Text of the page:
The Toxic Legacies Project

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The Toxic Legacies Project. Giant Mine

Based at Memorial University of Newfoundland, the Abandoned Mines Project was created to study the historical impacts of abandoned mines on First Nations communities in northern Canada. The goal is to highlight the social and environmental changes that large mining projects brought to northern communities and the ongoing impact of these mines after they were abandoned. Abandoned mines are living historical landscapes, places where human activities from decades ago continue to have environmental impacts in the present day. The project is coordinated by historian John Sandlos and geographer Arn Keeling at Memorial University and has included many students, community members, and partners since 2007.

The current work is focused on the history and legacy of arsenic contamination at the abandoned Giant Mine, near Yellowknife. The Toxic Legacies Project is a partnership among researchers at Memorial and Lakehead Universities, the Goyatiko Language Society (a Yellowknives Dene First Nation non-profit organization dedicated to the preservation of the Weledeh language), and Alternatives North (a Yellowknife environmental and social justice coalition that conducts public interest research).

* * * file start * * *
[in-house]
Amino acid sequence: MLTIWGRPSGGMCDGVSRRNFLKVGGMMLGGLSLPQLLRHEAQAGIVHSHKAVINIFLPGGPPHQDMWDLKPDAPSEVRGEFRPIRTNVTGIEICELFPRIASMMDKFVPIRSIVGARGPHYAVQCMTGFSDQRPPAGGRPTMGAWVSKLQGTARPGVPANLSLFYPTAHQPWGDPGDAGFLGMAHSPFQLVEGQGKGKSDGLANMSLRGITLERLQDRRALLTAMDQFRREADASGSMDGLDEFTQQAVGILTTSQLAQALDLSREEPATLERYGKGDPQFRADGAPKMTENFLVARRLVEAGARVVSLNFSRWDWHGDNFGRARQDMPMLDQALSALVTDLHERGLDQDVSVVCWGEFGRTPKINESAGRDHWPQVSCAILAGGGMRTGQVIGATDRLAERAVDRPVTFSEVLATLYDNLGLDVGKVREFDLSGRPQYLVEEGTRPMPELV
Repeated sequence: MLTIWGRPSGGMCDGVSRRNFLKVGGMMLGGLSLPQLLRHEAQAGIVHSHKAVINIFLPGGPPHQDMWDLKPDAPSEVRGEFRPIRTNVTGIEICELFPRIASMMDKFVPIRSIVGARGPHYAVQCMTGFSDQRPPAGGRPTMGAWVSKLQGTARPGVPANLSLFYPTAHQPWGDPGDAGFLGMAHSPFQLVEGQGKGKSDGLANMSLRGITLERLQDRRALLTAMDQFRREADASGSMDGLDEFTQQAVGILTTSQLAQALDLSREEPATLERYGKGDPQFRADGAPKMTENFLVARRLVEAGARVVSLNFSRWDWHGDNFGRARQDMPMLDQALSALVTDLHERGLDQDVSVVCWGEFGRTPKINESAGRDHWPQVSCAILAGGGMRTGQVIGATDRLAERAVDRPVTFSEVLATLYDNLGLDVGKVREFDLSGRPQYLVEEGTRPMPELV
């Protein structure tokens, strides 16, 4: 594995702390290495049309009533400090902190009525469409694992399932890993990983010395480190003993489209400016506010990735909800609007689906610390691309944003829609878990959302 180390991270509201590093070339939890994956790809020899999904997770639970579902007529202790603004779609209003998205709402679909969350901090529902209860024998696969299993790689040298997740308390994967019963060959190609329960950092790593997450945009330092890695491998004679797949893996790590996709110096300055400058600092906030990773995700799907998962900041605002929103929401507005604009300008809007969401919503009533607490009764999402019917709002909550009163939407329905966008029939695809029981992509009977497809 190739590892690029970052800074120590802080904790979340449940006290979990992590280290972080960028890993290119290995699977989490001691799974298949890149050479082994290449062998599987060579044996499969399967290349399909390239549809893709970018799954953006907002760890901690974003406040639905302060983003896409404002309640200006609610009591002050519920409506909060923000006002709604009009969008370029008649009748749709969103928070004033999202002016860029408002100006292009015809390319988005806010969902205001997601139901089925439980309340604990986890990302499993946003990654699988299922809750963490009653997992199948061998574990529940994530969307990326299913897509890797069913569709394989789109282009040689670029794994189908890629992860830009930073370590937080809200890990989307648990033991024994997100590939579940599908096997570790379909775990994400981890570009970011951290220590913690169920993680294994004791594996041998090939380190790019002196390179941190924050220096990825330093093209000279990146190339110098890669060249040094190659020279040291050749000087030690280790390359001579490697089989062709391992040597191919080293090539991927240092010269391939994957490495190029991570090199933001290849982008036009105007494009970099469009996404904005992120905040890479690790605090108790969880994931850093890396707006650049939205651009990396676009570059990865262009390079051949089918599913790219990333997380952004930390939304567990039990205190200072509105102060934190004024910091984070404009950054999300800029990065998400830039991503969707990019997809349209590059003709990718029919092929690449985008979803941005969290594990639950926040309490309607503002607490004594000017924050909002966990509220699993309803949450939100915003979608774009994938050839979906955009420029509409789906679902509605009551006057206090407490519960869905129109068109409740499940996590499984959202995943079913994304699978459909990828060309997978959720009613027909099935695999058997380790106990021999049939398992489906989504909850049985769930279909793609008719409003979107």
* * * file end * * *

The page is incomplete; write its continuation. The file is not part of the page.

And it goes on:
The project is a response to the Canadian government’s Giant Mine Remediation Project to freeze arsenic underground in perpetuity which has recently undergone an extensive environmental assessment. As a “Partnership Development” project (funded by the Social Sciences and Humanities Research Council), the research results are going to be presented in a way that will engage the community of Yellowknife and the broader concerned public. Therefore the work is devided into five interconnected sub-projects:

Conceptual work and grant writing for this project was supported through a writing fellowship for John Sandlos at the Rachel Carson Center for Environment and Society.